There’s a proposition on the California November ballot to legalize marijuana. Sarah Lacy must be smoking some already. Her TechCrunch post “Now that the Recession Officially Ended….Whatever Happened to that Other Shoe?” is so out of touch with reality—what else could it be?
- Sarah is so much the rich bitch living inside the Silicon Valley bubble she is clueless about the real America?
- To pay for this month’s pedicure, she needs to write something outrageous to drive up TechCrunch pageviews?
- She’s so poor a journalist—really none at all—she cobbles together unsourced data and uses it in the narrowest of contexts?
- Fox’s “Fringe” isn’t just TV it’s reality, and the Sarah writing this clueless post lives in an alternate universe where there is no economic crisis?
Or perhaps there’s another explanation—and it’s not pot smoking: Sarah isn’t clueless or out of touch at all. She’s smart, sassy, aggressive, relentless and knows her audience. Her post is all about how the economic downturn really didn’t turn down Silicon Valley investing, like it did during the dot-com crash and subsequent 2000-2001 recession. She writes:
From where I sit, it never felt much like a recession at all. Revenues tightened up and people didn’t get raises, but I don’t know any friends who lost apartments, few who lost jobs and few companies that went under, just because of the crash…This thing we just went through? From the Valley standpoint it was an excuse to trim fat and put some decisions off.
Sarah then presents—count `em—”six indicators for startup ‘health’.” She doesn’t adequately source those indicators, by the way.
TechCrunch critics argue that Michael Arrington and Co. is a house built on conflict of interest/questionable journalism ethics—that Michael sleeps with the people he reports about, so to speak; investments and other sultry relationships with venture capitalists and startups mire the reporting. I dunno. But Michael admitted to something in May 2007 post “Silicon Valley Could Use A Downturn Right About Now.” Hilarious, Michael pines for a downturn Sarah says never came. He confesses:
Entrepreneurs are no longer talking to us just to get our opinion and hope for a blog post and a little discussion. These guys need press to stand out from the scores of startups just like them. Saying no to them isn’t really an option. They show up at our front door with a bottle of wine or flowers. They instruct their PR firms to do anything necessary to get a story. More than once I’ve had a CEO break down and cry on the phone when we said we weren’t covering them. And more than once, I folded and wrote about them after those conversations.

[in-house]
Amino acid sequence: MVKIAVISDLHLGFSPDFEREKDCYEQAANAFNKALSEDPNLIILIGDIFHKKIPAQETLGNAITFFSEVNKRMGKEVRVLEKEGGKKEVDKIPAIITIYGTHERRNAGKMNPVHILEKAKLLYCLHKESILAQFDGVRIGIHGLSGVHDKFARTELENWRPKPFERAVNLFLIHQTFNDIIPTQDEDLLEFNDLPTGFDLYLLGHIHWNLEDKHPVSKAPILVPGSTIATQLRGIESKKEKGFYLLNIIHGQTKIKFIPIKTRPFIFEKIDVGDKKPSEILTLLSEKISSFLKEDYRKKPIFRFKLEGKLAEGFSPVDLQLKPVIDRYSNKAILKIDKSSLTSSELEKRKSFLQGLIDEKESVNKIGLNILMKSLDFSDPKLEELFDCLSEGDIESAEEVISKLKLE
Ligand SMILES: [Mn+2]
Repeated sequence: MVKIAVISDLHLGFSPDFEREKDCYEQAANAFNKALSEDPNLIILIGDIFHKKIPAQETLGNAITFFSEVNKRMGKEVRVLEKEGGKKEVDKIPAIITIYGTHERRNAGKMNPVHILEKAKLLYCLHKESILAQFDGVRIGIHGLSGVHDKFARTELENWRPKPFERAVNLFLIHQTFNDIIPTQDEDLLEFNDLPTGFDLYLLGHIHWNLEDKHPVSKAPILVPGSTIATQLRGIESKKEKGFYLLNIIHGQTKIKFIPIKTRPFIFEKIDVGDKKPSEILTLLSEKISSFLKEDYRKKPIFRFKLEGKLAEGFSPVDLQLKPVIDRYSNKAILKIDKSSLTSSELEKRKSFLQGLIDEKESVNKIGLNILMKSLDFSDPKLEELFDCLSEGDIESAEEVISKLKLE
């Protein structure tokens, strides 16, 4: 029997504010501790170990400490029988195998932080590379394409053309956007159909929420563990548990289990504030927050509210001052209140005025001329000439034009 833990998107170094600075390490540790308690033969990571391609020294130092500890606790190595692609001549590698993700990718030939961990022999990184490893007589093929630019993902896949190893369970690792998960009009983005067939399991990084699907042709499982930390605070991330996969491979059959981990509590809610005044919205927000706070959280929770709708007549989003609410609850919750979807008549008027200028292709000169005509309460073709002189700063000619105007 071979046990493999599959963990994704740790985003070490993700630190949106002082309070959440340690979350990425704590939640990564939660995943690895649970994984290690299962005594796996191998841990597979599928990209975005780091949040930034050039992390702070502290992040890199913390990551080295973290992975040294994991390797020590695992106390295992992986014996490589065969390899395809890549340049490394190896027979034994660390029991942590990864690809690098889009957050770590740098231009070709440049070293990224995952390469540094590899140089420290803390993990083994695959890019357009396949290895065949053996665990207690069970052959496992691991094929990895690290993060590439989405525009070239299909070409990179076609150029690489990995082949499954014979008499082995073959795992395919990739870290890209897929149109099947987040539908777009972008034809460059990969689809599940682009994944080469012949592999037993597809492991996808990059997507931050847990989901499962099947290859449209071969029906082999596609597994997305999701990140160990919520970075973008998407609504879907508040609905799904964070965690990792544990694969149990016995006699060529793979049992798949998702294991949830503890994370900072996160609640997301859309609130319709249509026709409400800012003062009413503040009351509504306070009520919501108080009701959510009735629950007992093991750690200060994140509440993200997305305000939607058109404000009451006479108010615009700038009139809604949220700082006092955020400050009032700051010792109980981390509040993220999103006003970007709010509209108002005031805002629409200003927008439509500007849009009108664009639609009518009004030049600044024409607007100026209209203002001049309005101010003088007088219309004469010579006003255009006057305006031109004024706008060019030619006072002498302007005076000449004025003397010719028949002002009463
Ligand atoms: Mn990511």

Kara Swisher appropriately responded: “Message to Michael: Just Say, Well, No.”
Assuming Sarah isn’t dimwitted, that she actually knows what she is writing and whom it’s for, the “Other Shoe” post says much about TechCrunch’s audience, regardless whether those conflict-of-intersest accusations are true or not. That for all the blog’s larger readership, the target audience is no larger than Silicon Valley investors and the tech startups they fund. Why else should Sarah write such an alarming analysis for them—that contends they’re doing just fine?
For those startups ravaged by the economic tsunami hitting everywhere else—the one Sarah doesn’t see—she writes:
Stop whining. If you couldn’t raise money your company probably wasn’t working, which doesn’t mean it was bad, it just means you were a startup trying to do something risky that didn’t work. If no startups go under—in good times and bad times—entrepreneurs and investors likely aren’t taking enough risk. If you lost your job–and you work in tech—you likely either worked for a public company that had more systemic problems (cc: Yahoo, eBay) or the recession was an excuse to get rid of you. Either way, you likely have been rehired somewhere since. The verdict is in: It wasn’t just like 1999. It wasn’t bubble 2.0 and it certainly wasn’t dot-com crash 2.0.
For the record, I know plenty of people who lost their jobs during the recession and still can’t find work. They were productive but removed because of high salaries. Companies often replaced them with someone younger, less experienced and cheaper. Or, worse, they were brought back as freelancers or contractors to do the same or similar jobs for less pay and no benefits. Sarah Lacy is relatively young (not yet 35) and reasonably attractive. It will be interesting to see how she feels about the journalism job market in 15 years.
I worry that the New York Times is right: “For the Unemployed Over 50, Fears of Never Working Again.” I’m now in that 50 bracket and trying to do my own thing after failing to find gainful reemployment elsewhere. But I’m not whining. The whiner here is Sarah Lacy, who either knows her audience well or, even after nearly 35 years of living, knows nothing at all.
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